Gestures, Scopeleaks, Wink, JLS, JavaScript Blogs

2011-01-17 00:00:00 +0000 by Alex R. Young

The Node tutorials will continue next week, in the meantime I have a
backlog of news from our Twitter friends to catch up with.


When I was writing gesture event support for the Let's Make a
series, quite a few readers got in touch to say gesture
recognition had been a sticking point for them during development of
web-based iOS or Android apps. Tait Brown, who made my favourite jQuery
UI theme Aristo,
has now made
Gestures which is a proof-of-concept library for gesture recognition.

The Gesture demo
shows how the library works -- gestures are recognised as shapes. At the
moment this is based on the \$1 Unistroke Recognizer in

I'm hoping Tait can add a simple multitouch API and release Gestures as
a library soon.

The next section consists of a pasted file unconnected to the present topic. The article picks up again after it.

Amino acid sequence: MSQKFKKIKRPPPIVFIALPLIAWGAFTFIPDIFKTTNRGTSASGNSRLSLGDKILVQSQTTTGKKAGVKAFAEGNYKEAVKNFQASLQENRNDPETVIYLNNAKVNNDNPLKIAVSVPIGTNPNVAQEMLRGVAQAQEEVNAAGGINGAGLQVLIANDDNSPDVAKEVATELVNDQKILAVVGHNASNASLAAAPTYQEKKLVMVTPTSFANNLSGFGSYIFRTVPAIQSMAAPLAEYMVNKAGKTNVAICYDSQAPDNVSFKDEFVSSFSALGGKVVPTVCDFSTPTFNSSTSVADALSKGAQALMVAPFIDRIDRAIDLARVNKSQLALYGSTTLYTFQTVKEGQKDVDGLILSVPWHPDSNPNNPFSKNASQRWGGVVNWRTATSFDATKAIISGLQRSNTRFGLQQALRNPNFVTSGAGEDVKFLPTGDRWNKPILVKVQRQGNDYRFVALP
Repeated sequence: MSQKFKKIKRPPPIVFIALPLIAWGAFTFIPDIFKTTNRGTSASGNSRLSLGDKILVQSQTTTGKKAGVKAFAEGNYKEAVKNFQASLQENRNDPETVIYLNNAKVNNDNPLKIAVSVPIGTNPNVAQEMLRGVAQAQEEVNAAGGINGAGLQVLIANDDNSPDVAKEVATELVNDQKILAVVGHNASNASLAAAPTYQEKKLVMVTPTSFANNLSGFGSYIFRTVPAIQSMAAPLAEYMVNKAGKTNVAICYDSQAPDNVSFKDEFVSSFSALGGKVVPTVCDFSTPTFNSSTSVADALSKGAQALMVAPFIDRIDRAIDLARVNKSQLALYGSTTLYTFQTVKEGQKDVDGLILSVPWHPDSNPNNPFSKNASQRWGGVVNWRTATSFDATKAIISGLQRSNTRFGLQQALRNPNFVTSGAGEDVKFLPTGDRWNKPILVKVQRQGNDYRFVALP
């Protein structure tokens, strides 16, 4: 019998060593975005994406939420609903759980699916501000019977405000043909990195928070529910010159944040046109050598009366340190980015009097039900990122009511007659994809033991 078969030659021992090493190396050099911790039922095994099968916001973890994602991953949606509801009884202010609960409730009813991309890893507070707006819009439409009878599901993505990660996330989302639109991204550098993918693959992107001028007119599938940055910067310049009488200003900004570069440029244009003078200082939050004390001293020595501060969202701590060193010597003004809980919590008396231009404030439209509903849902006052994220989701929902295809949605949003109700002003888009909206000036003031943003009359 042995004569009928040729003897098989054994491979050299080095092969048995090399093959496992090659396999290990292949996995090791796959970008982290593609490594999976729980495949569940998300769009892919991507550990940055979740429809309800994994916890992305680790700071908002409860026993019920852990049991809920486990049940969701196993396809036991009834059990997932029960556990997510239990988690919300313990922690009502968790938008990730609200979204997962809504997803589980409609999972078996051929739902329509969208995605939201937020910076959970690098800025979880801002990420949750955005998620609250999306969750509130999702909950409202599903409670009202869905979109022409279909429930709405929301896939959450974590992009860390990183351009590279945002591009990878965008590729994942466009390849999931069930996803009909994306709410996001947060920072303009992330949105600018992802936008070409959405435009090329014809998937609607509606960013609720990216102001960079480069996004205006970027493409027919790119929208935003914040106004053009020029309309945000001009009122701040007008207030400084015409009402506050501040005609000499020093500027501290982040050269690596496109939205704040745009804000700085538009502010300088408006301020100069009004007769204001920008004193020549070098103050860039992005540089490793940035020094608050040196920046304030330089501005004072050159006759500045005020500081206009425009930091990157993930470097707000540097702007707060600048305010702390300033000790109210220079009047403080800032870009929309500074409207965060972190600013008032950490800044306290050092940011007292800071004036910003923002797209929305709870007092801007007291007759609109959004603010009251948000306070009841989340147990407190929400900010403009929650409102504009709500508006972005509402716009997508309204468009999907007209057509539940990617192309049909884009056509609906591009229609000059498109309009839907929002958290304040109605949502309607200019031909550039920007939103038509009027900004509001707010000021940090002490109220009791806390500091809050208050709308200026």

scopeleaks.js by Rui Lopes is a browser and CommonJS module for detecting global variable leaks. Once
loaded with a script tag or through a require, the global
variable state can be recorded and analysed:

var snapshot = scopeleaks.snapshot();

It's a simple library but might be useful for giving scripts a once-over
before release.

A similar project is
detect-global by Juriy Zaytsev (kangax).

Wink 1.2.3

Jérôme Giraud sent me a note that Wink
has been released, which adds
support for Android (2.2, 2.3) devices. Jérôme wrote a Wink
for DailyJS back
in September.


JavaLikeScript, or jls, is an interesting framework based on Prototype that runs on NSPR and
SpiderMonkey for Windows and Linux. It includes a GUI library, CommonJS
modules, file system access, a unit testing framework, and a network

The author hasn't yet released the native source code yet, but it looks
like he's just preparing the build chain and documentation before
releasing it. The API
gives an
overview of the APIs if you'd like to dig a little deeper.

ecmazing JavaScript Blogs

Šime Vidas wrote in to let us know about ecmazing JavaScript Blogs, a JavaScript blog viewer. It
feels very fast and makes it easy to quickly switch between blogs. Of
course, most of those blogs are in my news reader, but I thought the
fact it's all client-side might interest readers who are front-end